Wheaton College Norton, Massachusetts

Angelica Sullam

Summer in the field. With my regional scholarship and the support of (post-grad fellow) Jessica Hayes-Conroy, I am writing a blog, “The Wheaton Tomato,” about local farms that participate in farmers’ markets in Rhode Island. I’m trying to learn about what kinds of farming practices occur in these local farms, and if they are means of production I want to support. I’ve teamed up with Farm Fresh, an organization that hosts farmers markets and creates connections between local farmers, restaurants and consumers.

How did this idea sprout? I was shopping at the Pawtucket Wintertime Farmers’ Market and I realized that I didn’t actually know what kind of farms I was supporting–and whether I wanted to support them. Few of these farms had information about themselves on the Internet, so I decided to go straight to the source and find out for myself! Then I wanted to make this information available to everyone else.

How do you connect philosophy and farming? I have always been interested in food and ethics, so my internship combines my two favorite things! Also, I spend a lot of time thinking, or shall we say philosophizing, about food ethics and food rules.

What fuels your passion for local and sustainable? I really like food. I am at Wheaton because I love to learn, but when I grow up, I want to be working with food, not Descartes. I think that “real” food tastes a lot better than anything that has been mass produced, genetically modified, or required to undergo treatments in order to look “normal.” When you get something at a farmers’ market, it has usually been picked that day. It’s fresher, tastier and healthier.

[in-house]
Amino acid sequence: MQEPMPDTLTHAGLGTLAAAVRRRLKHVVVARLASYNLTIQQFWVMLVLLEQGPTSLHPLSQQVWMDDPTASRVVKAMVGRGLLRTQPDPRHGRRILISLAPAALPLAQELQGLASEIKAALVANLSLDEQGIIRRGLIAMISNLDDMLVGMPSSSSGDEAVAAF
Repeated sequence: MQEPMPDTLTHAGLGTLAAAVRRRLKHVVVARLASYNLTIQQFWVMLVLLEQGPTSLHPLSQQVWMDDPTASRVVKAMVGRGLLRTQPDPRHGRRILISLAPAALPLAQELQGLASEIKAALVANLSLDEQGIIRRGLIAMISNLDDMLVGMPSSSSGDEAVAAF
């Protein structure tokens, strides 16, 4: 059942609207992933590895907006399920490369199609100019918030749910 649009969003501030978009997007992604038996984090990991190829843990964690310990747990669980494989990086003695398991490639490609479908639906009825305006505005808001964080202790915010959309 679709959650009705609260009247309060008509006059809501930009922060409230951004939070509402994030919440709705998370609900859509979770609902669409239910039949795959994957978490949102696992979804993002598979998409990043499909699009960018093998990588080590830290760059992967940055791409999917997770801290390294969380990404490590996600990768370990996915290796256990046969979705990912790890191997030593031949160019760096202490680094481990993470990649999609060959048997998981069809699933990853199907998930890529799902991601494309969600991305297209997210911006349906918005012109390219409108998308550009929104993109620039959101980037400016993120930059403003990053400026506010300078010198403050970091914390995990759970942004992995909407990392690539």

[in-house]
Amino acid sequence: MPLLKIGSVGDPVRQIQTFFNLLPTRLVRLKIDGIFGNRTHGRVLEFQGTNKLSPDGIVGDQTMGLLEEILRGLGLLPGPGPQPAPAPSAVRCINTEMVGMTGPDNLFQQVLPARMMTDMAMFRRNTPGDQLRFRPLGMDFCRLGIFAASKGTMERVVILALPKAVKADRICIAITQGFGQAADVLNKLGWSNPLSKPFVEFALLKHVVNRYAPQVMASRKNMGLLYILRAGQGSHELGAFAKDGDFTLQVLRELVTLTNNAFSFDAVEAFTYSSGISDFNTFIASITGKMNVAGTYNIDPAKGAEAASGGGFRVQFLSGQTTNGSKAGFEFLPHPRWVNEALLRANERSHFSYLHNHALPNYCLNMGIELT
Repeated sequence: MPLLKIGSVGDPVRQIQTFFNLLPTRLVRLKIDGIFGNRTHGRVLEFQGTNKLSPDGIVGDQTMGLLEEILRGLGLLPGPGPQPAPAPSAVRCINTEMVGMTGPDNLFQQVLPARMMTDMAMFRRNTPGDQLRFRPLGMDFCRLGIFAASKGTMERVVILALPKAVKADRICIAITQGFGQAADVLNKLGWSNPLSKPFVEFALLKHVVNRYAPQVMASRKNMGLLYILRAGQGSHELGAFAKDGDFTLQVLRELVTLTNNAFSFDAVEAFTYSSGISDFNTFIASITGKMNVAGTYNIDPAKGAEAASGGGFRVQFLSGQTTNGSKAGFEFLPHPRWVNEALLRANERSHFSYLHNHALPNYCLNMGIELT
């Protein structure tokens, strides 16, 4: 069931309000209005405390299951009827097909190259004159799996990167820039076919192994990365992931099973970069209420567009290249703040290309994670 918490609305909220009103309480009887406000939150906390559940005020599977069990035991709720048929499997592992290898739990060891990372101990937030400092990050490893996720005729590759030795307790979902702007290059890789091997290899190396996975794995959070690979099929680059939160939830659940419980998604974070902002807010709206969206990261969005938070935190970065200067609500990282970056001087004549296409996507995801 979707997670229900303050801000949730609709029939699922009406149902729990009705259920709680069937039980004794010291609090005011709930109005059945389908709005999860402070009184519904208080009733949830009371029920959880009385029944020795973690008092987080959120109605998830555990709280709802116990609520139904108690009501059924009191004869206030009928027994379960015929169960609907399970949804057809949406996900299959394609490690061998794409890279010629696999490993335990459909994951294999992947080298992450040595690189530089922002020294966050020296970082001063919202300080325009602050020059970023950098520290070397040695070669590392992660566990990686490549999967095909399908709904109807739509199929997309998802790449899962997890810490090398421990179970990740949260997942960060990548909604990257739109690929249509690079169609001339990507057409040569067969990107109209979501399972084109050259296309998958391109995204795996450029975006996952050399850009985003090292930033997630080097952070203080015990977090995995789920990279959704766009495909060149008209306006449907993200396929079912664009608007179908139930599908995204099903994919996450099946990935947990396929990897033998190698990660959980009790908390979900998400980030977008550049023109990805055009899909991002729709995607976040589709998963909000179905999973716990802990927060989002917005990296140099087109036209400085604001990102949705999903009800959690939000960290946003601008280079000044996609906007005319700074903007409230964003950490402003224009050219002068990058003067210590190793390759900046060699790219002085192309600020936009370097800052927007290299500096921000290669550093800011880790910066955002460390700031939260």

What are you learning this summer? That there are many gray areas in the alternative food movement. For example, I recently visited two farms that use pesticides. I don’t want to support a farm that uses pesticides; however, both farms are within 20 minutes of Wheaton! Thus, I’m facing a conflict: whether or not to prioritize local, organic, or sustainable. I’m also learning that I would be happy doing food-related work for the rest of my life. Despite all of the farmers’ warnings, I want to own a farm.

What’s next: I think I want to go to graduate school, maybe at UC Berkeley, so that I can convince Michael Pollan to work with me.